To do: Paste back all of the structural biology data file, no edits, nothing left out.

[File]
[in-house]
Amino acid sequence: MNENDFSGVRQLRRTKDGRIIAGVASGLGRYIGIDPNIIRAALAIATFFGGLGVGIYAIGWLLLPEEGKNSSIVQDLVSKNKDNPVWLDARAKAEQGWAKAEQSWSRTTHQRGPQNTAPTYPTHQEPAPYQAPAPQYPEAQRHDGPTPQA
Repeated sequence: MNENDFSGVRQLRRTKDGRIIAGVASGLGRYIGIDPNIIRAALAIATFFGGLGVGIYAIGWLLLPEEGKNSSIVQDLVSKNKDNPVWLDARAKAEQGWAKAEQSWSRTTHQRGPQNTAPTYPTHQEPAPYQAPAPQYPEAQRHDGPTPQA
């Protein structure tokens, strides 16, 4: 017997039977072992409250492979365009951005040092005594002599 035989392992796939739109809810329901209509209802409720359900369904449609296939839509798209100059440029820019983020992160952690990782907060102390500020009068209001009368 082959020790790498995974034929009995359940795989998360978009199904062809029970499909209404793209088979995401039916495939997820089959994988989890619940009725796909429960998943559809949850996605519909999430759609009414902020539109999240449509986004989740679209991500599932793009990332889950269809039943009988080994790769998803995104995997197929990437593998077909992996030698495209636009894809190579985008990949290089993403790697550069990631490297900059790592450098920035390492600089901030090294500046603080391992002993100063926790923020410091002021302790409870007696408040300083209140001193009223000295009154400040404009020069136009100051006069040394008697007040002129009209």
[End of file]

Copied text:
[in-house]
Amino acid sequence: MNENDFSGVRQLRRTKDGRIIAGVASGLGRYIGIDPNIIRAALAIATFFGGLGVGIYAIGWLLLPEEGKNSSIVQDLVSKNKDNPVWLDARAKAEQGWAKAEQSWSRTTHQRGPQNTAPTYPTHQEPAPYQAPAPQYPEAQRHDGPTPQA
Repeated sequence: MNENDFSGVRQLRRTKDGRIIAGVASGLGRYIGIDPNIIRAALAIATFFGGLGVGIYAIGWLLLPEEGKNSSIVQDLVSKNKDNPVWLDARAKAEQGWAKAEQSWSRTTHQRGPQNTAPTYPTHQEPAPYQAPAPQYPEAQRHDGPTPQA
């Protein structure tokens, strides 16, 4: 017997039977072992409250492979365009951005040092005594002599 035989392992796939739109809810329901209509209802409720359900369904449609296939839509798209100059440029820019983020992160952690990782907060102390500020009068209001009368 082959020790790498995974034929009995359940795989998360978009199904062809029970499909209404793209088979995401039916495939997820089959994988989890619940009725796909429960998943559809949850996605519909999430759609009414902020539109999240449509986004989740679209991500599932793009990332889950269809039943009988080994790769998803995104995997197929990437593998077909992996030698495209636009894809190579985008990949290089993403790697550069990631490297900059790592450098920035390492600089901030090294500046603080391992002993100063926790923020410091002021302790409870007696408040300083209140001193009223000295009154400040404009020069136009100051006069040394008697007040002129009209």